Sam and Ali Barnett believe in personally taking action to help others in any way they can. This guidepost directs much of the Chicago couple’s personal and professional lives. Ali is part of the leadership team at Chicago’s Zacharias Sexual Abuse Center, a nonprofit that supports survivors of sexual violence, and Sam is the Chief Executive Officer of SBB Research Group, a Chicago-based investment management firm. Sam and Ali look for philanthropic opportunities where they can make a real difference.
When they learned about the Alliance for Decision Education, they saw the need and the opportunity, but were initially skeptical about the degree to which their support could make a difference. They believe in the need for sound decision-making, but would teaching these concepts to children have measurable results?
“You’re trying to ensure students have decision-making tools so that they make good decisions and then turn that into good for the world,” Sam said. “It’s not a direct result.”
But Sam—who has a life-long fascination with decision-making, a Ph.D. in Neuroscience, a patented method for measuring brain engagement, and a business that specializes in long-term investments—was intrigued. He joined the Alliance Board and began asking questions. He learned about the work the Alliance did with Philadelphia elementary school, Vare-Washington, where the principal and teachers saw a drop in suspensions, absenteeism, and an increase in Math and English scores after they introduced just one aspect of Decision Education.
Decision Education teaches students how to make decisions, providing a set of competencies to support students in learning how to form more accurate judgments and make more skillful decisions, whether as individuals or as part of a group. This develops a foundation for making decisions proactively and rationally, in a way that is consistent with their values and goals. This skill set will not only benefit their own lives, but will inevitably have a positive impact on their families, communities, and society at large.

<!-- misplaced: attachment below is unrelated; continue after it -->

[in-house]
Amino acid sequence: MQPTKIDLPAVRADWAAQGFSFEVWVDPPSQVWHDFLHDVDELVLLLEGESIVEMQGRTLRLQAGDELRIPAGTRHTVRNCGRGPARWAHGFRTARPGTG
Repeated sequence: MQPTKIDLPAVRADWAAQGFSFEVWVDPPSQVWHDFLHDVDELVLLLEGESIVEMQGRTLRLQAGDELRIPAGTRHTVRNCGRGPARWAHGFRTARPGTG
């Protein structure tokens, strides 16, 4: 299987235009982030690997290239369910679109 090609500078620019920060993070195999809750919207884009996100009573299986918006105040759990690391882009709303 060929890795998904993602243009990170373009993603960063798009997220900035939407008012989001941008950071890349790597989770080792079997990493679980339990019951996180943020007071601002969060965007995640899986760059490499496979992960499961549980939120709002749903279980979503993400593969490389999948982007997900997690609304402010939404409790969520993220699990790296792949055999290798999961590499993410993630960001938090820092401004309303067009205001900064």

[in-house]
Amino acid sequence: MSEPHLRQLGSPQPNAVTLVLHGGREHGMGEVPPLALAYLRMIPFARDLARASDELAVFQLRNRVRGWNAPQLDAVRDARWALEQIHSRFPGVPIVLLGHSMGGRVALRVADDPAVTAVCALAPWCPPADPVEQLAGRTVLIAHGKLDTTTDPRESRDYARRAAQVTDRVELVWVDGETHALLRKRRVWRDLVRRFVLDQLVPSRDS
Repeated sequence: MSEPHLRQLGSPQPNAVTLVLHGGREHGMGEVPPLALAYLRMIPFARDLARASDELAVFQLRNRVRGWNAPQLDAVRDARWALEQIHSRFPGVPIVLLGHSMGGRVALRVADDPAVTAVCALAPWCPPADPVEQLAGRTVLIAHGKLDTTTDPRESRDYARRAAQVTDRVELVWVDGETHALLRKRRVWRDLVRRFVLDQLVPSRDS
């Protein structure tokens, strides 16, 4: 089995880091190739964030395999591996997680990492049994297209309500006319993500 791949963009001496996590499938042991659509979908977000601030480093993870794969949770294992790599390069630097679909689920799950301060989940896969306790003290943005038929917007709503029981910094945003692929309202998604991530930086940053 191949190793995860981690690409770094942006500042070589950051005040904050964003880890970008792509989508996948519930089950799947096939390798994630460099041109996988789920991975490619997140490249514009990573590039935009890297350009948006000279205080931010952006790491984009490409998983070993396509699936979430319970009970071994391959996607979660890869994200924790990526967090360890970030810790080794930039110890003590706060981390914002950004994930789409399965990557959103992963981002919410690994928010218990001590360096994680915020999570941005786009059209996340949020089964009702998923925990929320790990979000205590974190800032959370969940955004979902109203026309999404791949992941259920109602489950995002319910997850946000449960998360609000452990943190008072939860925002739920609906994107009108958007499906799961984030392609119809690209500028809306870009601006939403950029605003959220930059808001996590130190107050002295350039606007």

“What does it mean when we have kids deciding not to get in fights and instead resolve their differences in better ways? I think that is a potential game changer,” said Sam.
In his continued work with the Alliance, Sam said he started understanding the short- and long-term payoff of an investment in Decision Education today.
“Over time, there is such a strong effect in giving young students—really everyone—autonomy and the tools to do something good with that autonomy.”
“I’ve gone from being skeptical to now really being a true believer in the notion that if we’re relying on other people’s decisions, we should spend the effort to teach people how to make informed, rational decisions.”
Sam says the need for Decision Education is clear. The potential for change is significant and the call for support is both an opportunity and an obligation.
“I feel it’s incumbent upon me to help. Decision Education will play such an important role in shaping and enhancing our society, but until the whole world gets it, the people who do get it have a heightened obligation to try to make that world a reality.”
Sam has served on the Alliance’s Board of Directors for over five years, and he and Ali are among the organization’s most devoted supporters. They recently made a long-term commitment to fund ongoing research to measure and showcase the impact of Decision Education on students.
“We just don’t know what the world is going to bring. But we do know that we’re going to have to try to make the best decisions possible with the information that unfolds at that time. And that’s why I’m really excited about our continued support for the Alliance,” said Sam.
“I am truly excited to see the world when kids have decision-making skills and can then use that for the greater good—in the ways that we haven’t contemplated yet.”